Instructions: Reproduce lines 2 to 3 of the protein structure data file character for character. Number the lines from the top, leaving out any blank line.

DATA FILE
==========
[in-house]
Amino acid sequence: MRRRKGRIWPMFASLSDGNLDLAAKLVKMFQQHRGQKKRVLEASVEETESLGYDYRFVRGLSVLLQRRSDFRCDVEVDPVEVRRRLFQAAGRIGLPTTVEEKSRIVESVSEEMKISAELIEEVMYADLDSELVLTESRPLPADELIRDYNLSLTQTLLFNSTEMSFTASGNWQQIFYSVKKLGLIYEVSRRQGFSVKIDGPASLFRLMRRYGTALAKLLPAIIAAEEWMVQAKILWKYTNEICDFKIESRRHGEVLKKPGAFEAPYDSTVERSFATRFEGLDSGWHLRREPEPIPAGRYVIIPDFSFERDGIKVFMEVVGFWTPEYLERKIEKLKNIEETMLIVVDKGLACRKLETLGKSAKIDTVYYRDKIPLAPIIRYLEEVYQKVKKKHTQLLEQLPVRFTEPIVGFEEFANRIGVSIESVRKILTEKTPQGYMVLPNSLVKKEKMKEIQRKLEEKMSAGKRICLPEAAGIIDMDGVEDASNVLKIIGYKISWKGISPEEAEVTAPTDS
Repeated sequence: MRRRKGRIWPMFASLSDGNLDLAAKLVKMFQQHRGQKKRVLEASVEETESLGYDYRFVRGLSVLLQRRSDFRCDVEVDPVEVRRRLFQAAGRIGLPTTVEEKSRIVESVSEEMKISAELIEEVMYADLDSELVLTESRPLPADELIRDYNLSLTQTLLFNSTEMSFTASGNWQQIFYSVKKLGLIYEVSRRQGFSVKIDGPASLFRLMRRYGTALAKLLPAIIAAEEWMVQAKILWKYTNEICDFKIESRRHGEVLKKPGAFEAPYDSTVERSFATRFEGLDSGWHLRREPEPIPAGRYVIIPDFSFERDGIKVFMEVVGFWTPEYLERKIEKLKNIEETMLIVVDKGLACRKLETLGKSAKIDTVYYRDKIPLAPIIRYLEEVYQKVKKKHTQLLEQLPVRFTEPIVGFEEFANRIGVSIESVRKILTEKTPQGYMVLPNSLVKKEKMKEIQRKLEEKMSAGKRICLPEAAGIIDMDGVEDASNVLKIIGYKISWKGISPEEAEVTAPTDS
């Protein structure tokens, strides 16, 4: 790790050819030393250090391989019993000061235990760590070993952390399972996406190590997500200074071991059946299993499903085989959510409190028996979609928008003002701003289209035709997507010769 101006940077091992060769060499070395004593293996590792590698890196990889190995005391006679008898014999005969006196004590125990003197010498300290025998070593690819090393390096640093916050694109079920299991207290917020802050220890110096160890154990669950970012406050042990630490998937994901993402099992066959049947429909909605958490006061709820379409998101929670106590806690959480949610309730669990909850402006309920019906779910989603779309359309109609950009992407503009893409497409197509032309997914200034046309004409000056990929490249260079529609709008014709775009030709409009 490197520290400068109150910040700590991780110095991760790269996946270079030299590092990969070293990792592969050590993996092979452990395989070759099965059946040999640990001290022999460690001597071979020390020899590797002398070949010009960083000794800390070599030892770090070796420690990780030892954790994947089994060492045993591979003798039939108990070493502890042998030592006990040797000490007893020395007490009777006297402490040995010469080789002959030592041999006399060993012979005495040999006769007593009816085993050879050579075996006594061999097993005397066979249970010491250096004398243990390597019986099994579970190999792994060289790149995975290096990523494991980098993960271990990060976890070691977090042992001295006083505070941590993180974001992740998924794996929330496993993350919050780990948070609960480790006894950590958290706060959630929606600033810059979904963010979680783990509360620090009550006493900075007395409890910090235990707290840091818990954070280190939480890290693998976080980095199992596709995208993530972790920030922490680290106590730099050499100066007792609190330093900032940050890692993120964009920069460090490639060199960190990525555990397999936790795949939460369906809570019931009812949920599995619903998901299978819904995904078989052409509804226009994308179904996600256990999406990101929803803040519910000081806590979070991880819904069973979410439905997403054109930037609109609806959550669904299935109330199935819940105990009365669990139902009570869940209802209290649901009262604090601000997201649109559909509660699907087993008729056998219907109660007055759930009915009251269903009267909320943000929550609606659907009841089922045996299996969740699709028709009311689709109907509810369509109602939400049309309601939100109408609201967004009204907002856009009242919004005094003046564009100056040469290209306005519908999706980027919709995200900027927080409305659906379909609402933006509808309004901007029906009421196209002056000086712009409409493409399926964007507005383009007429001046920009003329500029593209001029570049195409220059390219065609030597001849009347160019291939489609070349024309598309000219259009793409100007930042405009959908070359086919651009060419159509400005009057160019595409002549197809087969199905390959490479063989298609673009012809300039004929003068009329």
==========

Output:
Amino acid sequence: MRRRKGRIWPMFASLSDGNLDLAAKLVKMFQQHRGQKKRVLEASVEETESLGYDYRFVRGLSVLLQRRSDFRCDVEVDPVEVRRRLFQAAGRIGLPTTVEEKSRIVESVSEEMKISAELIEEVMYADLDSELVLTESRPLPADELIRDYNLSLTQTLLFNSTEMSFTASGNWQQIFYSVKKLGLIYEVSRRQGFSVKIDGPASLFRLMRRYGTALAKLLPAIIAAEEWMVQAKILWKYTNEICDFKIESRRHGEVLKKPGAFEAPYDSTVERSFATRFEGLDSGWHLRREPEPIPAGRYVIIPDFSFERDGIKVFMEVVGFWTPEYLERKIEKLKNIEETMLIVVDKGLACRKLETLGKSAKIDTVYYRDKIPLAPIIRYLEEVYQKVKKKHTQLLEQLPVRFTEPIVGFEEFANRIGVSIESVRKILTEKTPQGYMVLPNSLVKKEKMKEIQRKLEEKMSAGKRICLPEAAGIIDMDGVEDASNVLKIIGYKISWKGISPEEAEVTAPTDS
Repeated sequence: MRRRKGRIWPMFASLSDGNLDLAAKLVKMFQQHRGQKKRVLEASVEETESLGYDYRFVRGLSVLLQRRSDFRCDVEVDPVEVRRRLFQAAGRIGLPTTVEEKSRIVESVSEEMKISAELIEEVMYADLDSELVLTESRPLPADELIRDYNLSLTQTLLFNSTEMSFTASGNWQQIFYSVKKLGLIYEVSRRQGFSVKIDGPASLFRLMRRYGTALAKLLPAIIAAEEWMVQAKILWKYTNEICDFKIESRRHGEVLKKPGAFEAPYDSTVERSFATRFEGLDSGWHLRREPEPIPAGRYVIIPDFSFERDGIKVFMEVVGFWTPEYLERKIEKLKNIEETMLIVVDKGLACRKLETLGKSAKIDTVYYRDKIPLAPIIRYLEEVYQKVKKKHTQLLEQLPVRFTEPIVGFEEFANRIGVSIESVRKILTEKTPQGYMVLPNSLVKKEKMKEIQRKLEEKMSAGKRICLPEAAGIIDMDGVEDASNVLKIIGYKISWKGISPEEAEVTAPTDS